By Paul Risker.
While Sunset Song (2015) takes us on a journey into the world of Kinraddie, Scotland pre-World War I and during the ensuing war years, for British filmmaker Terence Davies it is the culmination of a journey. Perhaps it would be more apt to describe it as a struggle, because if things had have gone to plan then the adaptation of Lewis Grassic Gribbons’ novel would have preceded both The House Of Mirth (2000) and The Deep Blue Sea (2011). With a strange twist of irony, while Davies struggled on with a determined spirit to adapt Gribbons’ novel, two other female characters would come to occupy his attention: Gillian Anderson’s Lily Bart in The House of Mirth and Rachel Weisz’s Hester Collyer in The Deep Blue Sea.
Consequently Sunset Song appears as a natural extension of Davies’ oeuvre as Chris (Agyness Deyn) follows in the footsteps of her two tragic predecessors, adding to Davies’ enduring attraction to the fall of women, or rather woman as subjugated to the harsh and even cruel hardships inherent to modern culture. Chris’ journey, however, is less one of self-destruction compared to Collyer’s fate nor is as implicit as Bart in orchestrating her struggles. Thus Sunset Song is a powerful meditation on the influence of religion on the fate of a mother and war on her daughter’s future fate. Collectively The House of Mirth, The Deep Blue Sea, and Sunset Song build to the emotional crescendo. And while for the time Sunset Song forges a trilogy of films with women as the central characters, this synchronicity with Davies’ earlier Trilogy (1983) will be disrupted by his upcoming Emily Dickinson biographical drama, A Quiet Passion (2016).
In conversation with Film International, Davies reflected on the struggle to bring Sunset Song to the screen, the nature of the filmmaking process as being centered upon a series of deaths and the intertwinement of the filmmaker with critics and audience. He also shared his thoughts on the cruel nature of the creative process for filmmakers and composers, seeking out the essence over the literal and accepting his perceived limitations.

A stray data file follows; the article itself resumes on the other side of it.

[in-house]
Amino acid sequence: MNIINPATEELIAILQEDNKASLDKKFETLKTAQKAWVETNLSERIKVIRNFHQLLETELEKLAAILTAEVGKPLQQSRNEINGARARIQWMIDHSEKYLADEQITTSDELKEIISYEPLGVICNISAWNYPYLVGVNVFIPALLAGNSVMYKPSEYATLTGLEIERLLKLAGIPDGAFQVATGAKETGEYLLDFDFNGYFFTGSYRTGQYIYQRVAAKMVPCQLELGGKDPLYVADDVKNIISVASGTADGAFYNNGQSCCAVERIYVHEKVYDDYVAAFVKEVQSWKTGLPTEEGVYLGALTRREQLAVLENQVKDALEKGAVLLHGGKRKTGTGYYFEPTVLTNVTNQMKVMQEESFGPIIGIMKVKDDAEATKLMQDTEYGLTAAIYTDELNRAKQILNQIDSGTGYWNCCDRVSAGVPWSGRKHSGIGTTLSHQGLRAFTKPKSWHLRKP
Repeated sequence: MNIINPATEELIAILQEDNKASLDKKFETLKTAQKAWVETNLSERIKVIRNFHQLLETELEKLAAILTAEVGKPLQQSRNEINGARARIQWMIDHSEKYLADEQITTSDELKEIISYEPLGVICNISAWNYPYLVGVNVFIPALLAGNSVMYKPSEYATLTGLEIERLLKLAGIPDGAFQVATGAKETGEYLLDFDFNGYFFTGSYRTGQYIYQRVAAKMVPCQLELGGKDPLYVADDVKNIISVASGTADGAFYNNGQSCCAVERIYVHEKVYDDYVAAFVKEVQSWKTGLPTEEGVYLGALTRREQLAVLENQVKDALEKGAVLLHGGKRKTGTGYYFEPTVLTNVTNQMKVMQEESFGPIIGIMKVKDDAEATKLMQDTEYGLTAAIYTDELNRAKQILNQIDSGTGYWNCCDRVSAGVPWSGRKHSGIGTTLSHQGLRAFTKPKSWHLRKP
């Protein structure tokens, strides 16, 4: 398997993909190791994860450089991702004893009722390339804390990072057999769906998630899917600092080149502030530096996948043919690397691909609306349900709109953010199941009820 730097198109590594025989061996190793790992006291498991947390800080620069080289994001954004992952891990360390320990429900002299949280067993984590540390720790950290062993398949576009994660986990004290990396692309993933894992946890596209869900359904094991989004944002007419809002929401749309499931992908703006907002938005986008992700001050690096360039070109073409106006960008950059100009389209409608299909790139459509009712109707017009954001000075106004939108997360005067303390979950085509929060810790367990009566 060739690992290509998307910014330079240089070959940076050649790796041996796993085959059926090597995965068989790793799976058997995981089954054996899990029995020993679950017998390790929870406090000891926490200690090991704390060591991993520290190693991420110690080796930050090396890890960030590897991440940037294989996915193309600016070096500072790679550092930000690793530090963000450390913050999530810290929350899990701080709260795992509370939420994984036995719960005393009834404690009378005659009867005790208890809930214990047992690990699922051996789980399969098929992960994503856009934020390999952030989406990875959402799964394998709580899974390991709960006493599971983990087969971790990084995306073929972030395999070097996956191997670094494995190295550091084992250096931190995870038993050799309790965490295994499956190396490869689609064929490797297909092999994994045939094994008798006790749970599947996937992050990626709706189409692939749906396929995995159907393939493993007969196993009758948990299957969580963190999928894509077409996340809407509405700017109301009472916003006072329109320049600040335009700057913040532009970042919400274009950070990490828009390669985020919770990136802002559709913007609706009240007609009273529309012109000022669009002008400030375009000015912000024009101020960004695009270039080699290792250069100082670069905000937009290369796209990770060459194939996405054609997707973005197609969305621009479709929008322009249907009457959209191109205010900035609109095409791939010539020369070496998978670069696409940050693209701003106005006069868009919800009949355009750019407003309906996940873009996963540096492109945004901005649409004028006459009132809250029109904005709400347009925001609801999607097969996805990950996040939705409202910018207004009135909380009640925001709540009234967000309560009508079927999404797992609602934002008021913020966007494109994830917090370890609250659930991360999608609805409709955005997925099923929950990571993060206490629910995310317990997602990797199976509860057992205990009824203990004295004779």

Why a career in filmmaking? Was there an inspirational or defining moment?
When I left school I went into an accounting practice as a trainee bookkeeper. I had to earn a living obviously, but I knew that was not for me. I worked with lovely people, but I just thought: I can’t spend my life in an office doing books, and I started to act with an amateur company at the weekend, and I began to write. I thought originally that I wanted to act and write, and when I got into drama school it was quite by accident. I had written the first part of the Trilogy (Children (1976), Madonna and Child (1980) and Death and Transfiguration (1983)), and I’d sent it all over England, and everyone had turned it down. But then I sent it to the BFI production board and they said: “Come down and see me” and so I did. And the man who ran it said to me: “You have eight and a half thousand pounds, not a penny more and you will direct.” I said: “Well I have never directed before” and he said: ‘Now’s your chance.” So it happened quite by accident.
Over the course of your career how has your perspective of the filmmaking process changed?
Well it is a collaborative effort, but the main vision has to be the director’s – it can’t really be anyone else’s. I’ve been very lucky with the actors and the crews I’ve had that have liked the stories I’ve wanted to tell because it’s collaborative, and in the end we are all contributing to the finished film. Obviously the various things that change it are the directing and the people you cast; how they look. And then when it gets to the cutting stage it goes through yet another metamorphosis, as you are trying to find out what the real story is despite the fact that it might be linear. But you have to keep in your heart the voice and the eye with which you saw it when you first wanted to do the piece. This has to be protected and that can sometimes be very hard.
There is a perspective amongst filmmakers that there are three versions of the script – the script that is written, the script that is shot and the script that is edited. As a writer/director, the latter of which involves you in the editing process, is this a perspective you would share?
Well it is not so much different versions as it’s three deaths really – the death of the idea when you put it on the page, the death of that idea when you’ve shot it, and the death of that idea when you cut it. But through that death you find the life of the new film and that’s the journey you go on. It’s all part of it and it’s not so much versions of things being reinterpreted.
You’ve been trying to make Sunset Song for a considerable number of years.
Can you offer a brief overview of how Sunset Song’s journey to the screen unfolded?